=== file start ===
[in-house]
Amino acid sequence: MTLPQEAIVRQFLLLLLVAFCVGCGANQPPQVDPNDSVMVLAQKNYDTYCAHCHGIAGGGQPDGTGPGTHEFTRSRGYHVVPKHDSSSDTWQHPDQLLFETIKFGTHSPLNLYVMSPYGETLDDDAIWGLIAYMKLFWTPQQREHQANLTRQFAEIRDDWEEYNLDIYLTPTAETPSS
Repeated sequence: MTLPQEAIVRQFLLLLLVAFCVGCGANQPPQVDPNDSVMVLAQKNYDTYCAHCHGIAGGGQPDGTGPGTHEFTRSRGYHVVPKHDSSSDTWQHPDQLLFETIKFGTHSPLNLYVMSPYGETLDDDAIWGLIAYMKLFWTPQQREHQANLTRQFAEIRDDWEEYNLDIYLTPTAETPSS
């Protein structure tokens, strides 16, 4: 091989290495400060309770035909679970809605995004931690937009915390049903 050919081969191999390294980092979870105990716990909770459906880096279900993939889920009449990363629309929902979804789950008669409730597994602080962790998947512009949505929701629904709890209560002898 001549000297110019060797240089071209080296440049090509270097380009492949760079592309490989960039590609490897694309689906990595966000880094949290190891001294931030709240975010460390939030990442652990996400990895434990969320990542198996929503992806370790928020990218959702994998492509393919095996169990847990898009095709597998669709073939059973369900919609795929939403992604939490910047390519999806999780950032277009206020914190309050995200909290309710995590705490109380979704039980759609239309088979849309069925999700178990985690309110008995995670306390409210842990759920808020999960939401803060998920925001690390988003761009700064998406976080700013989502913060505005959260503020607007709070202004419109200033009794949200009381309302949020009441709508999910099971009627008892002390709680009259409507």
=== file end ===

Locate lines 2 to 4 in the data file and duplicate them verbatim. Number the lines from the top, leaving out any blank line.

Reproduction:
Amino acid sequence: MTLPQEAIVRQFLLLLLVAFCVGCGANQPPQVDPNDSVMVLAQKNYDTYCAHCHGIAGGGQPDGTGPGTHEFTRSRGYHVVPKHDSSSDTWQHPDQLLFETIKFGTHSPLNLYVMSPYGETLDDDAIWGLIAYMKLFWTPQQREHQANLTRQFAEIRDDWEEYNLDIYLTPTAETPSS
Repeated sequence: MTLPQEAIVRQFLLLLLVAFCVGCGANQPPQVDPNDSVMVLAQKNYDTYCAHCHGIAGGGQPDGTGPGTHEFTRSRGYHVVPKHDSSSDTWQHPDQLLFETIKFGTHSPLNLYVMSPYGETLDDDAIWGLIAYMKLFWTPQQREHQANLTRQFAEIRDDWEEYNLDIYLTPTAETPSS
């Protein structure tokens, strides 16, 4: 091989290495400060309770035909679970809605995004931690937009915390049903 050919081969191999390294980092979870105990716990909770459906880096279900993939889920009449990363629309929902979804789950008669409730597994602080962790998947512009949505929701629904709890209560002898 001549000297110019060797240089071209080296440049090509270097380009492949760079592309490989960039590609490897694309689906990595966000880094949290190891001294931030709240975010460390939030990442652990996400990895434990969320990542198996929503992806370790928020990218959702994998492509393919095996169990847990898009095709597998669709073939059973369900919609795929939403992604939490910047390519999806999780950032277009206020914190309050995200909290309710995590705490109380979704039980759609239309088979849309069925999700178990985690309110008995995670306390409210842990759920808020999960939401803060998920925001690390988003761009700064998406976080700013989502913060505005959260503020607007709070202004419109200033009794949200009381309302949020009441709508999910099971009627008892002390709680009259409507």